No Good Deed Goes Unpunished 

Thank you for “Unable to Help” (EW 7-9). Pat Hadley and Eric Jackson are the kind of people I always imagined I would meet in Eugene. They embody our best values. Hadley can hold forth on a millennium’s worth of literature while grinning at you like a sailor. Jackson inspires brightly and loves loudly. For over a year, I’ve counted on them both for support, understanding and granola bars. I agree that Jackson polarizes, but only because a chunk of Eugene has adopted its leaders’ disdain of the poor.

With this code compliance nonsense, the city again fails to nimbly respond to crisis. Just an hour up the road, our governor will soon call another special session, during which the ability of localities to fast track emergency COVID-19 shelters will hopefully be extended for 90 days, as will the eviction moratorium passed in April. But meanwhile in Eugene, the fairgrounds shelter that housed hundreds daily has mostly closed, CDC-recommended encampments have been swept, and the city threatens to fine a family that’s willing to help out.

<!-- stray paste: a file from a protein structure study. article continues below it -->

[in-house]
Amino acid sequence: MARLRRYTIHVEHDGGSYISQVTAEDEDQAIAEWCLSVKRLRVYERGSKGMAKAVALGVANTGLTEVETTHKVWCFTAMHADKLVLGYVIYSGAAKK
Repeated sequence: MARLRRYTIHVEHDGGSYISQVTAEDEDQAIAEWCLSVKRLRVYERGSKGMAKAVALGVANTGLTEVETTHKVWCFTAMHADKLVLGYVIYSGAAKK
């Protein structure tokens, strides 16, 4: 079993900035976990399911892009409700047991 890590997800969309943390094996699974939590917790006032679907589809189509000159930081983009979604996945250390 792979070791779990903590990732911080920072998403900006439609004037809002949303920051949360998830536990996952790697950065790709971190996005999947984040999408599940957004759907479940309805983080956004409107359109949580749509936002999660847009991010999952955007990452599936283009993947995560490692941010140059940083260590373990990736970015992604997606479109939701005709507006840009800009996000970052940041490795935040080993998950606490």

They say that no good deed goes unpunished; at least we have good citizens stepping in when an emergency tests our elected leaders’ responsiveness. 

Robert Patterson


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